“We strongly believe that there is cross-party support for you to reconsider this decision and make government support on business rates available to betting shops, casinos and bingo halls.
“To be absolutely clear: all casinos and betting shops are currently loss-making with most casinos – up to 140 – due to close this weekend and nearly 7,000 high street betting shops expected to close imminently due to the lack of sport and Government guidelines on the need for social distancing.
“If there is no change in the Government‘s approach, within months many casinos will be insolvent and we run the very risk that permanent closures of betting shops will occur. Together these retail businesses support the majority of employment in our industry – around 64,000 jobs.”
The BGC represents 90 per cent of the UK’s betting and gaming industry, it employs 70,000 people and pays over £3 billion in taxes each year.
Earlier this week, the BGC urged the government to offer emergency assistance to the gambling industry with regards to employment costs, time to pay on Pay As You Earn and National Insurance Contributions.
The BGC asserted that customer levels have dropped by as much as 90 per cent at some casino establishments, with betting shops facing a decrease of up to 60 per cent on sports betting alone as major events grind to a halt.
The letter continued: “Without the ability to generate revenue from football and horseracing, which account for 75 per cent of the UK licenced sports betting market, these employment costs are unsustainable.
“Of course, in addition to business rates, there are a range of additional short-term measures that could also be introduced to help our members stand any chance of survival.
“These include: immediate support on employment costs similar to those enacted in Spain and Denmark where a portion of payroll is covered by the government; access to Business Interruption loans or guarantees; and automatic application of time to pay on all taxes and gaming duties.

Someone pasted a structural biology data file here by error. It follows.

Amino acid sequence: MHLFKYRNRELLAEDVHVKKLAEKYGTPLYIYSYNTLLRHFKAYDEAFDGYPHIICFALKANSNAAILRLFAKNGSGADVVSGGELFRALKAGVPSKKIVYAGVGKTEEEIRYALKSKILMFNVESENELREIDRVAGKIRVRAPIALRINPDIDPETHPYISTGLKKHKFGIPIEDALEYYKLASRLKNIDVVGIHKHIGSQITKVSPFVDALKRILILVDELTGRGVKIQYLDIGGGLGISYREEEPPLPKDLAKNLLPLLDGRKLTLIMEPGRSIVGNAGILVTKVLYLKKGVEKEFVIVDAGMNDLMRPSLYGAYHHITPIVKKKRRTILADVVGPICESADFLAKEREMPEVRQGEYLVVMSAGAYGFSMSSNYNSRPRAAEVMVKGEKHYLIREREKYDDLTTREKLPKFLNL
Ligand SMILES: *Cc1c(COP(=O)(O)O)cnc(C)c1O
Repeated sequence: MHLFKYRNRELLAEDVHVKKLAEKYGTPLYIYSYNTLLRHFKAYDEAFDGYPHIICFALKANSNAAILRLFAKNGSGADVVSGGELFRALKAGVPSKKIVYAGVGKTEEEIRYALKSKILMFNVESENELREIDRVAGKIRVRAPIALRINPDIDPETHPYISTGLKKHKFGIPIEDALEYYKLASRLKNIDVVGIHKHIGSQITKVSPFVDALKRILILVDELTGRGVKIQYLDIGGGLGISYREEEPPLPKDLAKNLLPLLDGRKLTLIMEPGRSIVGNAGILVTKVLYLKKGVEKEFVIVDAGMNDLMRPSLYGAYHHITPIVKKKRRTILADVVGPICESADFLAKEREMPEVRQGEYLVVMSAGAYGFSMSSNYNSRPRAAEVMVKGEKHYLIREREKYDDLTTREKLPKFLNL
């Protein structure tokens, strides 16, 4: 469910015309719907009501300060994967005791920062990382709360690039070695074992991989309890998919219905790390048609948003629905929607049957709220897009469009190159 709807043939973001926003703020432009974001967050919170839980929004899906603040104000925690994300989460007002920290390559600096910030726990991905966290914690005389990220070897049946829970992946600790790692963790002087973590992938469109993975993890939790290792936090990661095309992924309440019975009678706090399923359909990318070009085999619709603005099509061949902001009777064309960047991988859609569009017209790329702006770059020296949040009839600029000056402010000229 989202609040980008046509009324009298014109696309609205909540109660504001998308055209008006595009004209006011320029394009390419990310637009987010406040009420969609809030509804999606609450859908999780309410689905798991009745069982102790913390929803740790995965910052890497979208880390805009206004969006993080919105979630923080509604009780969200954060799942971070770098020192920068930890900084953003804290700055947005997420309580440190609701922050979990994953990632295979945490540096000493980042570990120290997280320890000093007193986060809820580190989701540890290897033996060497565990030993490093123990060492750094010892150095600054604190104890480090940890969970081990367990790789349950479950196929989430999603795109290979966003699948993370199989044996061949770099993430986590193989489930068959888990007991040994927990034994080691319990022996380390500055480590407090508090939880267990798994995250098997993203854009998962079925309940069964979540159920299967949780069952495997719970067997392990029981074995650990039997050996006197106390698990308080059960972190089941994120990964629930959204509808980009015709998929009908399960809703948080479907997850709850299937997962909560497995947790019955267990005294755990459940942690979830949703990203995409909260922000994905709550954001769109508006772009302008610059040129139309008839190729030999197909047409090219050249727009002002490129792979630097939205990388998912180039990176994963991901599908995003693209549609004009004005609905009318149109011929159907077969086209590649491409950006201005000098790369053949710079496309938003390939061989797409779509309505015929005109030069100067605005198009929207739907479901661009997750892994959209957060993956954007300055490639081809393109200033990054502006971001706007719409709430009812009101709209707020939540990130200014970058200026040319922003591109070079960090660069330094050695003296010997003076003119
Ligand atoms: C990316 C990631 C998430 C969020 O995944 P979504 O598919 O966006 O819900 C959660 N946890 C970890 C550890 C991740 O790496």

“We recognise these are unprecedented times and we appreciate the pressures that you and your colleagues in government are under in order to tackle the crisis.
“In responding to the crisis, our members have offered to free up staff time to help, for example where they have medical training, and the use of our premises for catering or any other purpose as required to help those in most need. We are also increasing safer gambling messaging.
“Without the kind of help that the Government is rightly prepared to offer other sectors, including in other parts of the hospitality, leisure and entertainment industries, there is a real danger that the physical presence of our industry on the high street, in our towns and cities, will be largely wiped out.
“Not only is this a sector which provides a leisure activity enjoyed by millions of people up and down the country, but its closure could lead to a migration of gambling to the black market, which is not only unregulated and an unsafe place for people to bet, but it also contributes nothing to the Exchequer or the country.
“We would therefore be grateful if you could rethink this hugely damaging decision on business rates.”